In last month’s Sightings, we expanded on a May 11 ‘Lectronic Latitude report on Washington’s ban on copper bottom paint and that California was close to passing a similar law in SB 623. The Recreational Boaters of California and Boat U.S. have been vociferous in their opposition to the bill and, in an effort to whip up taxpayer ire, have gone so far as to imply that the average boater would get stuck with a biennial bottom job bill of $5K. But the reality of the bill was much more mundane: copper paints would be banned starting in 2019, giving boaters eight years to find a non-copper paint substitute. This shouldn’t have been too troublesome since so many inexpensive and effective alternatives are already on the market — and more are released every year by paint companies who seem to understand which way the wind is blowing.
Though we’re never overly enthusiastic about government interference in people’s lives, we cautiously supported the bill as it was written.
But California politics are never easy or simple. SB 623 passed the State Senate on June 2 and moved on to the Committee on Environmental Safety and Toxic Materials. On Tuesday, an amended verison of the bill was released, and it bears almost no resemblance to the previous version. As amended, the bill would allow the use of "low-leach rate copper antifouling paints" and would require the Department of Pesticide Regulation to "determine the maximum allowable leach rate" for such paints by January 1, 2014. A year after that, all other copper paints would be banned.
"Low-leach rate" isn’t defined in the bill, but our assumption on reading it was that non-ablative/"hard" paints would be the likely choice. Don’t count on it, says a source well-informed on the legislation. He says a paint’s actual copper content, not at the rate at which it leaches, will likely be what the DPR looks at.
But the changes to the bill don’t stop there. The biggest change — the one that made us think, "That has to be a typo!" — is the provision that if the State Water Resources Control Board determines that low-leach copper paints are still contributing to poor water quality (just how they’d separate it out from, say, copper brake pads is anyone’s guess), ALL antifouling paints would be banned. Yes, you read that correctly. All.
"117146 (b): On or after January 1, 2019, if the State Water Resources Control Board does not demonstrate that the trend line of the measured water quality data points toward attainment of the dissolved copper water quality objectives in California marinas and harbors, then the use or application of antifouling paint on recreational vessels shall be prohibited one year after the determination."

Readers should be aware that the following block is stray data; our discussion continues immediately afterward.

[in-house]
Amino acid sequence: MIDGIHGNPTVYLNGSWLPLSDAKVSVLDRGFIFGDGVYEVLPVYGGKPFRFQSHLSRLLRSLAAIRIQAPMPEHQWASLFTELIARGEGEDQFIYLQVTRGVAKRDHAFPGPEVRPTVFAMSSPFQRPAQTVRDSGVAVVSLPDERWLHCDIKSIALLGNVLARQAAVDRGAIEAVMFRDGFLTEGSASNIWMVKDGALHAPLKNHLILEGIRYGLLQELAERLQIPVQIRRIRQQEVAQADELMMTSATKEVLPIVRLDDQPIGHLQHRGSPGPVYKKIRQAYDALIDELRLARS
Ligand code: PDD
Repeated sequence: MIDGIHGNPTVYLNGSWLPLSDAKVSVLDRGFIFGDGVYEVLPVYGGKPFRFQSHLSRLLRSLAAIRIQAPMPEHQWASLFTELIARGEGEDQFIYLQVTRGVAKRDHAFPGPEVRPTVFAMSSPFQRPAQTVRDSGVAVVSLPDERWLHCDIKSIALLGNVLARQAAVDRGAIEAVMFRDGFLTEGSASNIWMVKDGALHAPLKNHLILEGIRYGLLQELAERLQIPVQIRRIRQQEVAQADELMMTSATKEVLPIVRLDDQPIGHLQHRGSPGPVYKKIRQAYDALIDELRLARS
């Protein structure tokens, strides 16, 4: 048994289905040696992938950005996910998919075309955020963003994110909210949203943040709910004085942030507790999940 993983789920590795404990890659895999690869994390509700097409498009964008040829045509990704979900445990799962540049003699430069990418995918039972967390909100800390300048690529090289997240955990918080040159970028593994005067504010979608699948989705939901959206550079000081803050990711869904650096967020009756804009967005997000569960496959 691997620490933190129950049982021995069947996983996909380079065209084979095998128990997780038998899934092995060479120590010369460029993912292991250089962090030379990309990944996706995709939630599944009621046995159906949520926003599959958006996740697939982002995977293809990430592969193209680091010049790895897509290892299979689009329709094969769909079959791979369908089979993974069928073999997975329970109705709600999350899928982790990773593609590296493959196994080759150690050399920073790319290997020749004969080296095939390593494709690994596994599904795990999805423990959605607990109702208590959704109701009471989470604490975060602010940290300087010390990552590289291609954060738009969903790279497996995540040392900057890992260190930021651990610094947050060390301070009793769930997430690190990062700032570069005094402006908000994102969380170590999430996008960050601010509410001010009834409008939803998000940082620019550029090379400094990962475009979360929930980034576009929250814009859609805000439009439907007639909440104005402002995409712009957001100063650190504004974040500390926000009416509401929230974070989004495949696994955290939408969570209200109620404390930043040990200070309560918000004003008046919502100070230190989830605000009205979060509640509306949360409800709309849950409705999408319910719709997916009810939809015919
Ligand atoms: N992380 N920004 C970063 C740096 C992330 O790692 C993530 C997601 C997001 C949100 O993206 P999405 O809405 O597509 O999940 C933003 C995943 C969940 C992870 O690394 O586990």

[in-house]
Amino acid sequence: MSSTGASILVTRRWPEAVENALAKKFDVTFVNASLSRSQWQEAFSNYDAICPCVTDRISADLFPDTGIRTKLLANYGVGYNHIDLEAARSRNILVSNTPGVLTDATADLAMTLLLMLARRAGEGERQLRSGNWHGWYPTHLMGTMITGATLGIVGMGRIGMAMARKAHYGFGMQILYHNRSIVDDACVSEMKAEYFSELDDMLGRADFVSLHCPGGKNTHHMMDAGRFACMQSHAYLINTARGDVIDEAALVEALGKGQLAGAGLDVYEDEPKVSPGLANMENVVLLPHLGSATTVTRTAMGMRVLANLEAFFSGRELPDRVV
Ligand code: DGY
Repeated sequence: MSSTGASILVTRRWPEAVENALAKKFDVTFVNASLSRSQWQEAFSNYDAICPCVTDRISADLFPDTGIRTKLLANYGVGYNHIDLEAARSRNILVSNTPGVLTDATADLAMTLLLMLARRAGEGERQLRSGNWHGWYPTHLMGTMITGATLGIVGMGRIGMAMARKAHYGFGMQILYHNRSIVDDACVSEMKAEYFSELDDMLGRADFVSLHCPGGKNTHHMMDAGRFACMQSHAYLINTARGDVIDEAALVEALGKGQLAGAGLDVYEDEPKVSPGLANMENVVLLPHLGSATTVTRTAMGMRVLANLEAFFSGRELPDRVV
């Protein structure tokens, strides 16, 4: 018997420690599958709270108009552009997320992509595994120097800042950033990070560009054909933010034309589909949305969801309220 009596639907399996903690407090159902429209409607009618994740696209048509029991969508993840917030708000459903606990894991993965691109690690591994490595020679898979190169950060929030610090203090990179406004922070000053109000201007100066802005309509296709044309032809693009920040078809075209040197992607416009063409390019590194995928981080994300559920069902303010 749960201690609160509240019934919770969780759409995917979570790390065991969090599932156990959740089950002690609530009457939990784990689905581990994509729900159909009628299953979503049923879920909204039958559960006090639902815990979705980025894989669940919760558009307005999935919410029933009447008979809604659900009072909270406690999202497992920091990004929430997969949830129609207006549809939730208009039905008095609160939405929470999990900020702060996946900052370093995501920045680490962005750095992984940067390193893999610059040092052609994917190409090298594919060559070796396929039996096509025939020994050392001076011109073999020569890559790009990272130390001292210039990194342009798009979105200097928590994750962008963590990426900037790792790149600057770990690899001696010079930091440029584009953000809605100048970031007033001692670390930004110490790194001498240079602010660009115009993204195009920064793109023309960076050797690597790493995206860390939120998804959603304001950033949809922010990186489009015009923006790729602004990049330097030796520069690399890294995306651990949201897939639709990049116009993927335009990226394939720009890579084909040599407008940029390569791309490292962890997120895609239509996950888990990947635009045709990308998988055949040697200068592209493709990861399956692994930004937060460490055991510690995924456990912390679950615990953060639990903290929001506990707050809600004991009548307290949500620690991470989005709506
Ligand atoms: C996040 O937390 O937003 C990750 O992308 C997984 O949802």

We’re assured by our source that the word "copper" wasn’t accidentally left out — all bottom paints would be banned, and boaters would be required to remove the paint on their boats. Not only would that be ridiculously expensive for boaters, but it would also be completely unenforceable. And let’s not even discuss where all that ground off copper paint would go, because we all know an obscene amount would end up right back in our waters, doing far more harm than if it’d just stayed on the bottom of our boats.
Talk about throwing the baby out with the bathwater!
So why on earth did the bill get changed so drastically? Our source suspects the RBOC had a heavy hand in sabotaging this latest draft, wording it in such a way that essentially makes it a lame duck law because of its unenforcablity (the state can’t afford to keep DMV open five days a week, much less check every boat for copper bottom paint). Either that, or the environmental lobby pushing the bill through is competely out of touch with reality. Interestingly, the RBOC seems much more in favor of SB 623 as currently written (though they wrongly state that only copper paint could be banned in ’19), which might lead someone to agree with our source’s first suggestion.
Regardless, we’re sad to say what had been a promising piece of legislation is now one of the more ridiculous boating-related bills we’ve seen in a while. No matter which side of the fence you stand on, it’s a lose-lose, and a complete waste of the legislature’s valuable time.
And don’t be surprised when it passes.